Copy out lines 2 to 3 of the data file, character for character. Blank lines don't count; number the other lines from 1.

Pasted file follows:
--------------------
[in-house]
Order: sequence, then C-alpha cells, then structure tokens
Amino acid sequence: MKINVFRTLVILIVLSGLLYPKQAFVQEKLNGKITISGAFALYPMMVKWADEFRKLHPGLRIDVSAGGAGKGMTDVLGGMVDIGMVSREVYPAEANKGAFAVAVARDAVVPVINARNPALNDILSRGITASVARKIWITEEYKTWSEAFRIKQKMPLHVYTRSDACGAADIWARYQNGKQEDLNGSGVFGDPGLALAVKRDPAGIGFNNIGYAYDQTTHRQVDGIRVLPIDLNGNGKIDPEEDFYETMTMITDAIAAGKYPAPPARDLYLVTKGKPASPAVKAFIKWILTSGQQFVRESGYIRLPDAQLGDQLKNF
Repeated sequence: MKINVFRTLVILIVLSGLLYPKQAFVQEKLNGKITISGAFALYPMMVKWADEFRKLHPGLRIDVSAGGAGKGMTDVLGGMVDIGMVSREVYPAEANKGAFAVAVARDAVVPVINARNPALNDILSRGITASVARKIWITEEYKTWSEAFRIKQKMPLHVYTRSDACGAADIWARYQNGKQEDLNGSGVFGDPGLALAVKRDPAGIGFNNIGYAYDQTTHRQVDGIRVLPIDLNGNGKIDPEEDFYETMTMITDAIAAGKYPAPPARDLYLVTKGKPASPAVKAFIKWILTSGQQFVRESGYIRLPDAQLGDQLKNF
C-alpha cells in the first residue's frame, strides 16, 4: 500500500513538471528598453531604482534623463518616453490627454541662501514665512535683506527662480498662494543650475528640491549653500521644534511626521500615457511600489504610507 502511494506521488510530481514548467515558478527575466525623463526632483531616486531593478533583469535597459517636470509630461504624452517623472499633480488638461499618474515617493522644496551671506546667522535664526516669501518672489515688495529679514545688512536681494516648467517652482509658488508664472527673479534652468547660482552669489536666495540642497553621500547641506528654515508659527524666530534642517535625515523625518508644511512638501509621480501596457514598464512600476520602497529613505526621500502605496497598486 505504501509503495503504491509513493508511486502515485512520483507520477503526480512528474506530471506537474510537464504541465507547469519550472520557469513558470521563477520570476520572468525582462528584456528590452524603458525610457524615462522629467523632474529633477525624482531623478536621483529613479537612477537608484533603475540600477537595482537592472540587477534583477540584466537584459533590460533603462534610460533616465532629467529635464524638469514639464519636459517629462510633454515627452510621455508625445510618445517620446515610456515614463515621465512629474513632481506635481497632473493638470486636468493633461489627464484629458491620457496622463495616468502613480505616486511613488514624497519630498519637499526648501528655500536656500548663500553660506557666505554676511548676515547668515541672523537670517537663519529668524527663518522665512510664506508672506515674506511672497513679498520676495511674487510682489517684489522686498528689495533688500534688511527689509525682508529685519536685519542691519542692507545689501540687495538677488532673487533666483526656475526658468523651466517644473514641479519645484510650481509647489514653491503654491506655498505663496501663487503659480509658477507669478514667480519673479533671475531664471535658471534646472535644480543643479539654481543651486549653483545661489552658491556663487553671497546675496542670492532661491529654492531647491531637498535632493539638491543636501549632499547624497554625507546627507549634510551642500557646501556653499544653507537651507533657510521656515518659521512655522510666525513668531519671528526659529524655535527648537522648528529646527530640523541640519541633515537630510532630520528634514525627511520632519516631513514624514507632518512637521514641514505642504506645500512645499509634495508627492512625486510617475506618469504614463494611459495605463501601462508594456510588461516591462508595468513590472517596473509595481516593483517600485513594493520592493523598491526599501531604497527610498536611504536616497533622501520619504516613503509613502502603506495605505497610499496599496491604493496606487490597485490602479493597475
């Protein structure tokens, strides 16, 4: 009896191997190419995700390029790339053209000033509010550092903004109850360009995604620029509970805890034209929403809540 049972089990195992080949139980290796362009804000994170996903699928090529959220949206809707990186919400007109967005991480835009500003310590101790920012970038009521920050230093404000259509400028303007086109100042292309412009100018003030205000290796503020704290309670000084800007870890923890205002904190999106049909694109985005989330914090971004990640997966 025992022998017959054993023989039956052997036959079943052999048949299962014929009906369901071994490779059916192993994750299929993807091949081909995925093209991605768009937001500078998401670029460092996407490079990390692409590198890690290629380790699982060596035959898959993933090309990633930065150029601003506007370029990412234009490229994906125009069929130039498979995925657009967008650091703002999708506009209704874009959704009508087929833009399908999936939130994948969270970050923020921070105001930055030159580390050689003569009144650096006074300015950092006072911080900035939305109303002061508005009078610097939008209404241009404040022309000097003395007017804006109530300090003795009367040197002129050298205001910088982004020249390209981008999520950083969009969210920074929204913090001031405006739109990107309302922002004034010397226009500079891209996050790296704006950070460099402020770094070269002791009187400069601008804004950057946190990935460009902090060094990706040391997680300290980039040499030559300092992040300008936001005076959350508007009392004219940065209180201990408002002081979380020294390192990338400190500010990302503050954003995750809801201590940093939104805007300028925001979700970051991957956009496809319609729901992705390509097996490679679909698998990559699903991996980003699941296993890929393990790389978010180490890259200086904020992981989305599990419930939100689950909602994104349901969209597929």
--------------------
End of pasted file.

Order: sequence, then C-alpha cells, then structure tokens
Amino acid sequence: MKINVFRTLVILIVLSGLLYPKQAFVQEKLNGKITISGAFALYPMMVKWADEFRKLHPGLRIDVSAGGAGKGMTDVLGGMVDIGMVSREVYPAEANKGAFAVAVARDAVVPVINARNPALNDILSRGITASVARKIWITEEYKTWSEAFRIKQKMPLHVYTRSDACGAADIWARYQNGKQEDLNGSGVFGDPGLALAVKRDPAGIGFNNIGYAYDQTTHRQVDGIRVLPIDLNGNGKIDPEEDFYETMTMITDAIAAGKYPAPPARDLYLVTKGKPASPAVKAFIKWILTSGQQFVRESGYIRLPDAQLGDQLKNF